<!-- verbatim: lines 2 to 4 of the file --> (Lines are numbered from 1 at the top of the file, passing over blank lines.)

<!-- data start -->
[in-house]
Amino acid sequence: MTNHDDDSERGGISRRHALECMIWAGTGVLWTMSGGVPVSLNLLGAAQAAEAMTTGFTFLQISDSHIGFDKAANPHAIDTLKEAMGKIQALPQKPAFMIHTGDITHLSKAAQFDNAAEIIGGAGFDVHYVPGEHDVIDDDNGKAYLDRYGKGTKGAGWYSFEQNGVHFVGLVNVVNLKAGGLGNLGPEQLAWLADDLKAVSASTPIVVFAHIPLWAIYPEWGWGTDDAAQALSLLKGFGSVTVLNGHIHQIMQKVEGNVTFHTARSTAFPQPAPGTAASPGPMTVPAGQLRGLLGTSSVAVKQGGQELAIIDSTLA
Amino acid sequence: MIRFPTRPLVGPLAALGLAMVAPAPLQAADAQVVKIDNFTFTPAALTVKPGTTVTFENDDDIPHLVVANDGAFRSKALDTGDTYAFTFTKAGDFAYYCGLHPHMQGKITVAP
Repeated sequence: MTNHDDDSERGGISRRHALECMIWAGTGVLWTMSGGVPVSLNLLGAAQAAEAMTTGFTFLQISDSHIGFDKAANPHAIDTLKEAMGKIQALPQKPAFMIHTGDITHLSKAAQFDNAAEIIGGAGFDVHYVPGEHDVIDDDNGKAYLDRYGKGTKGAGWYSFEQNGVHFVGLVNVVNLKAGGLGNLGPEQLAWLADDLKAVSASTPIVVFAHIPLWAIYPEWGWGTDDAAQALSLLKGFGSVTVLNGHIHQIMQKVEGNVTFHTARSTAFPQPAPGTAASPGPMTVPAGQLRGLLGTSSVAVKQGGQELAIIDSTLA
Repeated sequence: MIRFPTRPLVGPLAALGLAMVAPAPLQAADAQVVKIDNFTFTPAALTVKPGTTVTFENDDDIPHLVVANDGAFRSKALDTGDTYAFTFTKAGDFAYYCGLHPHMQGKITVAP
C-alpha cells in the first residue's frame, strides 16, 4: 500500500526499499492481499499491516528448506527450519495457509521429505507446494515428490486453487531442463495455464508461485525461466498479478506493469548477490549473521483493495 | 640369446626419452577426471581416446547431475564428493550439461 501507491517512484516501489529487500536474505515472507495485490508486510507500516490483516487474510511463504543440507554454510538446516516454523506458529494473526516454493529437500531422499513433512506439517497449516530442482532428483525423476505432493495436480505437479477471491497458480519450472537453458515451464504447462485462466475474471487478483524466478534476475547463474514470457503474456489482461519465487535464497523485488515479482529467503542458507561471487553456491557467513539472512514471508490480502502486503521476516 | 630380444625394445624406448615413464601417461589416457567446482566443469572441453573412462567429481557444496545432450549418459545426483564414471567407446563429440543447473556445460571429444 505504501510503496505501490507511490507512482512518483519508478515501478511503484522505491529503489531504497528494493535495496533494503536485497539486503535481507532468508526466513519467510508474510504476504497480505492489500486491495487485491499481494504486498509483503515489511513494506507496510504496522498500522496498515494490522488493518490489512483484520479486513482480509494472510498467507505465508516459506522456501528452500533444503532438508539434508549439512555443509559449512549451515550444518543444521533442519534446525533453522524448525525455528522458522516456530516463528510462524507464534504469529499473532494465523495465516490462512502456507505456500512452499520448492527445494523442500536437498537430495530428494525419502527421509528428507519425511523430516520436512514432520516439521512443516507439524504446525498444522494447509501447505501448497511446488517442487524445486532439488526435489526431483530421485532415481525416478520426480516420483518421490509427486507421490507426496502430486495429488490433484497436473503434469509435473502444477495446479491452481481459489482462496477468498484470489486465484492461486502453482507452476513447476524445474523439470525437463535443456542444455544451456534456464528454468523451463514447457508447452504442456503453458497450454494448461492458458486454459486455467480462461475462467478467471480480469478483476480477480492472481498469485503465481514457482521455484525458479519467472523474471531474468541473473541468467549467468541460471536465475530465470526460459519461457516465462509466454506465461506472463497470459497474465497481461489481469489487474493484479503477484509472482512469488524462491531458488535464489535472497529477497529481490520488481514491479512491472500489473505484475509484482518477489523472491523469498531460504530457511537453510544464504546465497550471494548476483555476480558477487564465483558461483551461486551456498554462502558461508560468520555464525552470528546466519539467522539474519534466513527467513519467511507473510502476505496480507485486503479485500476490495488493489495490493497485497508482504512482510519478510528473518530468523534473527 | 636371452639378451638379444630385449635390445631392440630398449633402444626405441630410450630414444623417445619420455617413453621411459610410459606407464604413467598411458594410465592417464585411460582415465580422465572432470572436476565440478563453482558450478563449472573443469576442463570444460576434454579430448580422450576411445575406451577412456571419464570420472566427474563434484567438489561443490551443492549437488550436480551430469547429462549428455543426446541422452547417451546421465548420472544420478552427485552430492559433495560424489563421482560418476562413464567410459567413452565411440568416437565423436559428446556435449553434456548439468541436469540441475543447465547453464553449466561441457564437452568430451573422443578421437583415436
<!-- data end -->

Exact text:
Amino acid sequence: MTNHDDDSERGGISRRHALECMIWAGTGVLWTMSGGVPVSLNLLGAAQAAEAMTTGFTFLQISDSHIGFDKAANPHAIDTLKEAMGKIQALPQKPAFMIHTGDITHLSKAAQFDNAAEIIGGAGFDVHYVPGEHDVIDDDNGKAYLDRYGKGTKGAGWYSFEQNGVHFVGLVNVVNLKAGGLGNLGPEQLAWLADDLKAVSASTPIVVFAHIPLWAIYPEWGWGTDDAAQALSLLKGFGSVTVLNGHIHQIMQKVEGNVTFHTARSTAFPQPAPGTAASPGPMTVPAGQLRGLLGTSSVAVKQGGQELAIIDSTLA
Amino acid sequence: MIRFPTRPLVGPLAALGLAMVAPAPLQAADAQVVKIDNFTFTPAALTVKPGTTVTFENDDDIPHLVVANDGAFRSKALDTGDTYAFTFTKAGDFAYYCGLHPHMQGKITVAP
Repeated sequence: MTNHDDDSERGGISRRHALECMIWAGTGVLWTMSGGVPVSLNLLGAAQAAEAMTTGFTFLQISDSHIGFDKAANPHAIDTLKEAMGKIQALPQKPAFMIHTGDITHLSKAAQFDNAAEIIGGAGFDVHYVPGEHDVIDDDNGKAYLDRYGKGTKGAGWYSFEQNGVHFVGLVNVVNLKAGGLGNLGPEQLAWLADDLKAVSASTPIVVFAHIPLWAIYPEWGWGTDDAAQALSLLKGFGSVTVLNGHIHQIMQKVEGNVTFHTARSTAFPQPAPGTAASPGPMTVPAGQLRGLLGTSSVAVKQGGQELAIIDSTLA